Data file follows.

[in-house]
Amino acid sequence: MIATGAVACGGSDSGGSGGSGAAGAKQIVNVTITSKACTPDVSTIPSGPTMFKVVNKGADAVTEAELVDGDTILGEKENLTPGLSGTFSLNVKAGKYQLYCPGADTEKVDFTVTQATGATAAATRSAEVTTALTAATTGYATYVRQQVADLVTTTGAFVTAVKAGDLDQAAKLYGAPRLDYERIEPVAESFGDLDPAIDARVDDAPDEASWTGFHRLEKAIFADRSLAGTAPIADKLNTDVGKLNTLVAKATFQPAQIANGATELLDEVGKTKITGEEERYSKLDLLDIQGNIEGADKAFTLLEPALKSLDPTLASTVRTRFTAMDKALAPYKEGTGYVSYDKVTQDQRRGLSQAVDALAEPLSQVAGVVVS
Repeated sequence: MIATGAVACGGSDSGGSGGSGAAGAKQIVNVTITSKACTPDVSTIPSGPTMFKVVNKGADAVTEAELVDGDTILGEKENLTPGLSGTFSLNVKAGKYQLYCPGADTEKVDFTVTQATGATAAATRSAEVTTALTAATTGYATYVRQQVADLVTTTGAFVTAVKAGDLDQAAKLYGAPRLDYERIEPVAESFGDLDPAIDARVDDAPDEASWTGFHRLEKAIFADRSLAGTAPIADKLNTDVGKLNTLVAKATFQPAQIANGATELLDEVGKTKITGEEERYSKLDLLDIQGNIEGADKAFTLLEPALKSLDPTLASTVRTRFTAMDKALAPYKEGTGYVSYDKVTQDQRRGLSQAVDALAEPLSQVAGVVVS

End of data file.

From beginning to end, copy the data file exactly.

[in-house]
Amino acid sequence: MIATGAVACGGSDSGGSGGSGAAGAKQIVNVTITSKACTPDVSTIPSGPTMFKVVNKGADAVTEAELVDGDTILGEKENLTPGLSGTFSLNVKAGKYQLYCPGADTEKVDFTVTQATGATAAATRSAEVTTALTAATTGYATYVRQQVADLVTTTGAFVTAVKAGDLDQAAKLYGAPRLDYERIEPVAESFGDLDPAIDARVDDAPDEASWTGFHRLEKAIFADRSLAGTAPIADKLNTDVGKLNTLVAKATFQPAQIANGATELLDEVGKTKITGEEERYSKLDLLDIQGNIEGADKAFTLLEPALKSLDPTLASTVRTRFTAMDKALAPYKEGTGYVSYDKVTQDQRRGLSQAVDALAEPLSQVAGVVVS
Repeated sequence: MIATGAVACGGSDSGGSGGSGAAGAKQIVNVTITSKACTPDVSTIPSGPTMFKVVNKGADAVTEAELVDGDTILGEKENLTPGLSGTFSLNVKAGKYQLYCPGADTEKVDFTVTQATGATAAATRSAEVTTALTAATTGYATYVRQQVADLVTTTGAFVTAVKAGDLDQAAKLYGAPRLDYERIEPVAESFGDLDPAIDARVDDAPDEASWTGFHRLEKAIFADRSLAGTAPIADKLNTDVGKLNTLVAKATFQPAQIANGATELLDEVGKTKITGEEERYSKLDLLDIQGNIEGADKAFTLLEPALKSLDPTLASTVRTRFTAMDKALAPYKEGTGYVSYDKVTQDQRRGLSQAVDALAEPLSQVAGVVVS